The precise date of the Braaby Church's construction is not known but it was first documented around 1370 when it consisted of the current Romanesque nave and a smaller chancel, both built of limestone blocks. In about 1500, the tower, porch and north chapel were added with decorations consisting of belts of brick and limestone. The present chancel was constructed in c. 1570. After Steward of the Realm Peder Oxe had built nearby Gisselfeld Manor in 1556, he received Braaby Church as a gift from King Christian III. The church remained in the ownership of Gisselfeld until 1967.

In 1880, a vault was constructed in place of the wooden ceiling. The tomb headpiece in the nave adjacent to the north chapel is from 1695. It is decorated with a skull flanked by volutes. The cornice bears 14 ancestral arms with an inscription stating: 'The nobleman Adam Levith Knuth of Gisselfeld and Assendrup who was born 1 March 1648 in Meklenburg and died 13 January 1699 has completed this tomb and memorial for his soul's eternal rest and his corporal remains.' It is headed by a large carving bearing the family arms surrounded by symbols of war.

Below the memorial windows, there is a carved depiction of a young woman with wavy hair sitting in a wooded landscape. She is caressing a dog with her left hand while she hushes with the fingers of her right hand. The inscription from Proverbs 11, verse 12, reads 'But a man of understanding remains silent.' Below the memorial, there is a crypt with the coffins of Knuth, Sophia Ulfeldt of Orebygård (died 1698) and her daughter Countess Hilleborg Holck (died 1724) who was Knuth's longstanding fiancee. A batch of letters was found in her coffin which might explain why they never married but out of respect for the deceased they have not been read.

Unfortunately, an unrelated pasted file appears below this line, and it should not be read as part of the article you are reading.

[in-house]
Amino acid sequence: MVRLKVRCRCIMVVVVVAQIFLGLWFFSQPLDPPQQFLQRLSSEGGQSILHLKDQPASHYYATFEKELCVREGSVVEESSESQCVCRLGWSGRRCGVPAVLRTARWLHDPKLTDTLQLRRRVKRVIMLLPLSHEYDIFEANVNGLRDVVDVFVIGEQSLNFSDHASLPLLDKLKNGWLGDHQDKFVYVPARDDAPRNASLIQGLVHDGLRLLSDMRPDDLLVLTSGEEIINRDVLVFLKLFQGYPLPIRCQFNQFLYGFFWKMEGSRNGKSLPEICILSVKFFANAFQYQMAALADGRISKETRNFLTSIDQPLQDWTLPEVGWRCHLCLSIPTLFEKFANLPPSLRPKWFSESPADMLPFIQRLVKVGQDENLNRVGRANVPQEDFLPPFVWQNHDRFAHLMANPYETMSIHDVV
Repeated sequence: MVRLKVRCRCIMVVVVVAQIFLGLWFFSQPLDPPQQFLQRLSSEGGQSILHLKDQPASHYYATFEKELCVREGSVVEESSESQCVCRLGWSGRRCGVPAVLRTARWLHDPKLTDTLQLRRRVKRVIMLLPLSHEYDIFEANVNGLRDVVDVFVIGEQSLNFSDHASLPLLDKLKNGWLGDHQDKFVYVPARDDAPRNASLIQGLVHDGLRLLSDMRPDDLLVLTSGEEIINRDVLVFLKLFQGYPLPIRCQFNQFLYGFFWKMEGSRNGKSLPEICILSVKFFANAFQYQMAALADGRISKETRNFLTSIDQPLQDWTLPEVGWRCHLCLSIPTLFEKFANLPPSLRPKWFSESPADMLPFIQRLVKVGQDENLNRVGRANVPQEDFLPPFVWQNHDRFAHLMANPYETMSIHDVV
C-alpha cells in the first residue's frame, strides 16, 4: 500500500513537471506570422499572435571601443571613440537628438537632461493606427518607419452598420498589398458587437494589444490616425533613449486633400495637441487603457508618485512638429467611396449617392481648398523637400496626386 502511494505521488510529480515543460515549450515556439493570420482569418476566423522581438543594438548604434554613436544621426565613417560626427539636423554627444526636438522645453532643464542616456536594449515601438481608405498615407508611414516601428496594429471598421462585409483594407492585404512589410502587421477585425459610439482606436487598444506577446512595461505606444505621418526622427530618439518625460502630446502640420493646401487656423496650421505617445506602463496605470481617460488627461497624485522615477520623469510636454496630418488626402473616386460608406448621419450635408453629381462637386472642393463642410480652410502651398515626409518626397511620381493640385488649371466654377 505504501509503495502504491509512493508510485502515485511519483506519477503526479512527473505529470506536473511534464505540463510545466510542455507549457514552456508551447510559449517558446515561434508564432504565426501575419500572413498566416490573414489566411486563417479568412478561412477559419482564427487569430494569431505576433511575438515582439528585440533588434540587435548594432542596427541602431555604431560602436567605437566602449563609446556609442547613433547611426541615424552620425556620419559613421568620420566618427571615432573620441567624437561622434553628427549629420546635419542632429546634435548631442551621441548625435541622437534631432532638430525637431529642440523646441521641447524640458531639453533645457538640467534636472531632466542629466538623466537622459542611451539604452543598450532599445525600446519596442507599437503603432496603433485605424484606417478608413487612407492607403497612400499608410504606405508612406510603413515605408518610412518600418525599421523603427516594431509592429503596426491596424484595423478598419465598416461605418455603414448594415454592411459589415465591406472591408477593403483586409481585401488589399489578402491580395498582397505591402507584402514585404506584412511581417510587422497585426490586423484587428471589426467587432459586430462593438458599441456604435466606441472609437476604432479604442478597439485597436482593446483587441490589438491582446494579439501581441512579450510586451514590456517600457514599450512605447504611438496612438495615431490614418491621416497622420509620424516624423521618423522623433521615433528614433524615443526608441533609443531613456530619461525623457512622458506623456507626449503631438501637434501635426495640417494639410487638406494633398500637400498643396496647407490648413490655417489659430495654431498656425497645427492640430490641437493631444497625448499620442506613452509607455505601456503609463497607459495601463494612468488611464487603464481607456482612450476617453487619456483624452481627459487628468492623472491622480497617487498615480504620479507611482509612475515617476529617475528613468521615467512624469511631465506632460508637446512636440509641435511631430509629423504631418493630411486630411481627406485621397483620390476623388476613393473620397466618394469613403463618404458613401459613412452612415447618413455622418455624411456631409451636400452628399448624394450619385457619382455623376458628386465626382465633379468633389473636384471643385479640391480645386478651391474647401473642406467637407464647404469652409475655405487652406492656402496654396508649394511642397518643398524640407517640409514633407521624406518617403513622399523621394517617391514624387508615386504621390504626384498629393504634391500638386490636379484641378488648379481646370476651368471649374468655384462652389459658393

The rood screen (1695) bears Knuth's arms with a black kettle hook. The painting on the altarpiece is by Constantin Hansen (1833). The pulpit is from 1862. On the north wall of the chancel there is an epitaph to Peder Oxe who died in 1575. It was completed before his death and although he was buried in Church of Our Lady in Copenhagen, the date of his death has been added. The epitaph states that Braaby Church has been moved to Gisselfeld. This never happened but he was so convinced that his plans would be carried out and the church would be moved stone by stone that he included it in his epitaph.

Gotland limestone has been used to make the font from the later part of the 12th century. It is akin to the font seen in Bornholm, though the decorations are different; these are inferred to be by an artist of Zealand. The bowl of the font has decorations made in relief. They depict the Three Kings and Saint Anne holding the baby Jesus. Also seen in the relief are other scenes of an angel restraining a hunter, a deer, a cross turned towards the hunter, satan in the form of an ape, and horses saddled but without the riders, the central horse carrying a falcon. The plinth also has relief decorations of a bishop, two snakes being nursed by a woman, a snake, and also of a book with a cross and griffin.

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Details

Founded: 12th century
Category: Religious sites in Denmark
Historical period: The First Kingdom (Denmark)

More Information

en.wikipedia.org